Conversation with Robert Rummer

These were the Beatniks of housing. They turned their backs to society – and streets and neighbors – to focus on individual backyard havens. Walls of glass invited the outdoors in. Ceilings soared. Massive wood beams were left exposed.  During the late 1950s through the early 1970s Robert Rummer built almost 1,000 such houses in the Portland metro area. At the time, many people were skeptical of the modern look, preferring the traditional formality of Colonials or the cozy familiarity of Arts and Crafts.

Mid-century modern style is now revered enough to inspire countless shelter magazines, blogs, collectibles, reproductions and home tours. That’s a change that Rummer, 84, can’t help but consider a delightful kick.

We talked about an upcoming tour of his homes, the modern look and the controversy of his copy-cat houses. Questions and answers edited for clarity and brevity.

Q. How would you describe the style of your houses?

A. Houses that bring the inside out or the outside in. I don’t even know what’s this mid-century modern.  No one called it that back then. The lenders just knew they didn’t like them. If we had the advertising back then that we have now, it would have made a world of difference.

Q. So they were considered radical?

A.  I’ll give you a description of a friend who moved from one of my houses to Washington, D.C. When he moved into D.C. he had the big picture window, the big lawn, a Colonial type house.  A gentleman built a (mid-century modern) house with shut-off front and living out the back. It didn’t fit with the neighborhood. They made them tear it down. It was very radical to ignore the street.

Q. I know that you take pride in the fact that they were built to last.

A. In that big storm in ‘62. (The Columbus Day Storm)  the trees fell on the roof of  my neigbhor’s roof and flattened the house. It was a two story Colonial and they penetrated the roof.  My house was post-and-beam type of construction. It’s like bridges. The roof and the post and the beams is like a bridge. You could run over it with a tank.   Four big fir trees fell and they broke. The trees broke!

Q. I’ve read articles saying you copied Eichler houses. Is that true?

A. Well, it’s true, and it’s false. Yes, Joe Eichler built the same type of house, and it was his idea that give me my ideas. I used the same architect to start out with. But if you look at Colonials or modern or whatever may be, it’s so-and-so type, but it’s the architects that did them.


Q. You said you did hire the same architects as Eichler?

A. Yes. I did in the beginning. But I don’t think that Eichler built the quality home that I built.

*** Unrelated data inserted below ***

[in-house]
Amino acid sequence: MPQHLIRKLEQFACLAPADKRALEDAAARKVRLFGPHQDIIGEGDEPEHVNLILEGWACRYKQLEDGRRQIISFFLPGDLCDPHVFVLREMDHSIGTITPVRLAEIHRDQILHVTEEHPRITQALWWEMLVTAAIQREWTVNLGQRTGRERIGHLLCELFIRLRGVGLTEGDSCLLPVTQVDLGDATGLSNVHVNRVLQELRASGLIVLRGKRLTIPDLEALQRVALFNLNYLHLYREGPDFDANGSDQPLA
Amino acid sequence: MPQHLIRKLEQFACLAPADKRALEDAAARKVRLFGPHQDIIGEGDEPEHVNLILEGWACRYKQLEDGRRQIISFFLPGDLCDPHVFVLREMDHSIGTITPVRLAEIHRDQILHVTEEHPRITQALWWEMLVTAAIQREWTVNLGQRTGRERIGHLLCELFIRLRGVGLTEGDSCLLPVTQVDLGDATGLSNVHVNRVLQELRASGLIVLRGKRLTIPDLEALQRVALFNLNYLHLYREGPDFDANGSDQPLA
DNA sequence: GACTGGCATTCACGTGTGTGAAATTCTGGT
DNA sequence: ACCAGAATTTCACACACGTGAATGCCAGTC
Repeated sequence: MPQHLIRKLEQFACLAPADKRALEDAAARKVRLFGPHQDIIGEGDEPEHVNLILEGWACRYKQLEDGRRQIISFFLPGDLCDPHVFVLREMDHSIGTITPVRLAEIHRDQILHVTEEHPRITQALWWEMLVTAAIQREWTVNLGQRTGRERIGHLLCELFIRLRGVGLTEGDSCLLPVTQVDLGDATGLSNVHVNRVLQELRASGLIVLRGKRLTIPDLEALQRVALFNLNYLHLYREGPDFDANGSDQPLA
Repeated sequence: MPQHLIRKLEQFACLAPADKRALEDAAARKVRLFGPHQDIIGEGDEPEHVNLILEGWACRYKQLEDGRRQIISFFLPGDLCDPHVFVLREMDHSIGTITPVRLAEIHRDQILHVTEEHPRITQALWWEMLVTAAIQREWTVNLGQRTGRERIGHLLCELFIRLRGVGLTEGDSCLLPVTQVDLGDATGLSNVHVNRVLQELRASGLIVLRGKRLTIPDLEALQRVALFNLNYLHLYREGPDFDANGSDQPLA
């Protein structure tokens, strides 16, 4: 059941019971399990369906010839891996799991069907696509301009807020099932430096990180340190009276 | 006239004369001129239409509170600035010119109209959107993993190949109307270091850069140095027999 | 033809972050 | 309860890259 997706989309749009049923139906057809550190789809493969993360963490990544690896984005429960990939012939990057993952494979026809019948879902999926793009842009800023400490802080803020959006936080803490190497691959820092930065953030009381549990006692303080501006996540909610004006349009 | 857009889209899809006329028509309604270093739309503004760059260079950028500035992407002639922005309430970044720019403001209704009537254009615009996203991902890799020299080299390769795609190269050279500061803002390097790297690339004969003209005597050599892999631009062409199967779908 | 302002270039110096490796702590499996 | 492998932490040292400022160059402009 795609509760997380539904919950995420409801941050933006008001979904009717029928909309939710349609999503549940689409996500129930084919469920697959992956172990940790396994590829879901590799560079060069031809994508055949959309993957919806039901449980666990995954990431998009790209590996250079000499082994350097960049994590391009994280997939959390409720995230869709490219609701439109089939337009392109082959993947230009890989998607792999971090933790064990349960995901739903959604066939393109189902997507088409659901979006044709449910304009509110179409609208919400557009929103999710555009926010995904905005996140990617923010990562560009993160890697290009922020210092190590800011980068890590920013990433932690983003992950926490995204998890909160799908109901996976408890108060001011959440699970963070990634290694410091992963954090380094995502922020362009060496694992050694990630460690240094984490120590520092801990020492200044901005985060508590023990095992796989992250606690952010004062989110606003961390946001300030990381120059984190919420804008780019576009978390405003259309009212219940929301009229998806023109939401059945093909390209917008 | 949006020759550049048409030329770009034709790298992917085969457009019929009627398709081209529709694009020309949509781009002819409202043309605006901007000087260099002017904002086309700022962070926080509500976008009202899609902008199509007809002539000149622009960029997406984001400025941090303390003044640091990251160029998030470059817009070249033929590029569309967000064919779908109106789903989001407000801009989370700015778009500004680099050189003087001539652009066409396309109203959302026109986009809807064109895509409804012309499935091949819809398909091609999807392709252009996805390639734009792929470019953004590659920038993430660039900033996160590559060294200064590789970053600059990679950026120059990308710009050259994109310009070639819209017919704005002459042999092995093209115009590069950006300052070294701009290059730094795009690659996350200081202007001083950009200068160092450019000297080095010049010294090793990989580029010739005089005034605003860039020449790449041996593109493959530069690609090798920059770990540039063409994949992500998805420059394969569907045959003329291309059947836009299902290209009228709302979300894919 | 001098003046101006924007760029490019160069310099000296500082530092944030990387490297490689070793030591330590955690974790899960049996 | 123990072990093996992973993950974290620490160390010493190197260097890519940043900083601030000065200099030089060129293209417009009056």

If you watch a house being tore down by a bulldozer, they push one of the sides and the whole thing comes down.  One of my houses burned a few years ago, and he started racking it and it wouldn’t rack. He had to take it down piece by piece.

Q. You must feel good to see the houses you built decades ago warrant a home tour.  Are you surprised to see how some people have updated them with things like swivel doors and retractable roofs over the atriums?

A.  I wish to heck that we had the products that we have today. You go through these houses in Oak Hills and they’ve done some wonderful things. People ask me if I’m mad or jealous that they changed them? No! It’s wonderful! I wish I could have done those things. The cabinetry, the floors – one took up the old tiles and stained the concrete. It looked wonderful. I never thought of those things. I don’t think I could have gotten away with those things.

They are double-glazing the (huge windows) now that you couldn’t have done in those days. The insulation, the roofing, everything has changed so radically. . . I don’t think you could find the wood to build like we did. We don’t have wood. My beams all come from out in Tillamook. There here was old growth timber out there and they harvested them and that’s where the beams came from. I don’t know where you would find the wood. It’s just too costly today. I look up at those ceilings and think I would hate to buy that today.

Q. Do you live in one of the house you built?

A.  I wish I could. I can’t afford it! (Laughs) Mother and I are moving into a place where they feed you. (His wife Phyllis once told a writer for The Eichler Network that she encouraged her husband to build Eichler-style homes after visiting one.)


Q. You said your houses ignore the street . . . .

A. You can walk through the house in the nude and nobody will see you. Every house in the old days had a big front window and a big front porch where people could sit and watch the neighbors go by. And you go into one of my houses and you don’t know what your neighbors are doing because you can’t see them.  The birds know what you are doing. The squirrels.

Q. But now city planners talk about the importance of residential and commercial buildings being part of the neighborhood instead of shutting them off.  That seems to be reverting to a style of house the predates yours.

A. There is nothing new in this world. That’s what happens in this world. Things come and go.


Historic Preservation League of Oregon: Rummer Tour

 Saturday, May 21, 10am – 4pm

  • Tour 8 Rummer homes and the Oak Hills neighborhood;
  • Hear an illustrated lecture by Jack Bookwalter on MCM architecture featuring Mr. Rummer to answer questions;.
  • View the original church and community center;
  • Non-member price includes one-year complimentary membership in the HPLO!
  • For more information and tickets



Coversation with Robert Rummer at Rejuvenation Showroom

Wednesday, May 25, 2011 6:00 P.M

1100 SE Grand Ave. Portland, 97214

Vivian McInerny introduces Robert Rummer and moderates questions from the audience

For more information

A fundraiser for p:ear